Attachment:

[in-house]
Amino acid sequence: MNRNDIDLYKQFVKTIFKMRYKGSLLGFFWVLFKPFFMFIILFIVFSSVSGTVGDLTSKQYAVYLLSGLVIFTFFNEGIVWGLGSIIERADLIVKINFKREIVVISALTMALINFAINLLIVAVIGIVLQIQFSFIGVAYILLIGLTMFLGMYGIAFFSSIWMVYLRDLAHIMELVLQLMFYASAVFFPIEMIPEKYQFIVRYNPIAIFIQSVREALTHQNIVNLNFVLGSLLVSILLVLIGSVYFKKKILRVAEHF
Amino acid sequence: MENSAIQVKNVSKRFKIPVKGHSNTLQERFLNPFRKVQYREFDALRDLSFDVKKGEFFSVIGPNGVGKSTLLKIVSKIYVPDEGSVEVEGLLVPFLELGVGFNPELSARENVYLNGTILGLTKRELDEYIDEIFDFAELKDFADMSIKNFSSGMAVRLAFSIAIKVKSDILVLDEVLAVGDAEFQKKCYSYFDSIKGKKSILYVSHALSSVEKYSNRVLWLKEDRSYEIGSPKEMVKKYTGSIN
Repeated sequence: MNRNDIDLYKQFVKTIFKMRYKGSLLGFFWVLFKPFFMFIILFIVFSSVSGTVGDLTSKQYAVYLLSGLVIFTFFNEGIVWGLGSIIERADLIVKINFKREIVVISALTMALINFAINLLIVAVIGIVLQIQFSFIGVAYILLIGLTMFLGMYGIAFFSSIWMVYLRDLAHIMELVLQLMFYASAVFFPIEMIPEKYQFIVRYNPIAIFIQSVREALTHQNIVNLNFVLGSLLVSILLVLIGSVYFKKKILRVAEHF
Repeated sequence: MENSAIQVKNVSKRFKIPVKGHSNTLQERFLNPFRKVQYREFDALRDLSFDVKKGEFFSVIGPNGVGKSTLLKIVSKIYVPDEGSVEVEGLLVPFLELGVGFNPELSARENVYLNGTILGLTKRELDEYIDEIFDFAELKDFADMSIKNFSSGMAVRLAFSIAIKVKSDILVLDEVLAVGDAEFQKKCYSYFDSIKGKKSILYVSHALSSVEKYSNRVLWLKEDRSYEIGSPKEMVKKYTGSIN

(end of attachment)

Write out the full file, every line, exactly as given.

[in-house]
Amino acid sequence: MNRNDIDLYKQFVKTIFKMRYKGSLLGFFWVLFKPFFMFIILFIVFSSVSGTVGDLTSKQYAVYLLSGLVIFTFFNEGIVWGLGSIIERADLIVKINFKREIVVISALTMALINFAINLLIVAVIGIVLQIQFSFIGVAYILLIGLTMFLGMYGIAFFSSIWMVYLRDLAHIMELVLQLMFYASAVFFPIEMIPEKYQFIVRYNPIAIFIQSVREALTHQNIVNLNFVLGSLLVSILLVLIGSVYFKKKILRVAEHF
Amino acid sequence: MENSAIQVKNVSKRFKIPVKGHSNTLQERFLNPFRKVQYREFDALRDLSFDVKKGEFFSVIGPNGVGKSTLLKIVSKIYVPDEGSVEVEGLLVPFLELGVGFNPELSARENVYLNGTILGLTKRELDEYIDEIFDFAELKDFADMSIKNFSSGMAVRLAFSIAIKVKSDILVLDEVLAVGDAEFQKKCYSYFDSIKGKKSILYVSHALSSVEKYSNRVLWLKEDRSYEIGSPKEMVKKYTGSIN
Repeated sequence: MNRNDIDLYKQFVKTIFKMRYKGSLLGFFWVLFKPFFMFIILFIVFSSVSGTVGDLTSKQYAVYLLSGLVIFTFFNEGIVWGLGSIIERADLIVKINFKREIVVISALTMALINFAINLLIVAVIGIVLQIQFSFIGVAYILLIGLTMFLGMYGIAFFSSIWMVYLRDLAHIMELVLQLMFYASAVFFPIEMIPEKYQFIVRYNPIAIFIQSVREALTHQNIVNLNFVLGSLLVSILLVLIGSVYFKKKILRVAEHF
Repeated sequence: MENSAIQVKNVSKRFKIPVKGHSNTLQERFLNPFRKVQYREFDALRDLSFDVKKGEFFSVIGPNGVGKSTLLKIVSKIYVPDEGSVEVEGLLVPFLELGVGFNPELSARENVYLNGTILGLTKRELDEYIDEIFDFAELKDFADMSIKNFSSGMAVRLAFSIAIKVKSDILVLDEVLAVGDAEFQKKCYSYFDSIKGKKSILYVSHALSSVEKYSNRVLWLKEDRSYEIGSPKEMVKKYTGSIN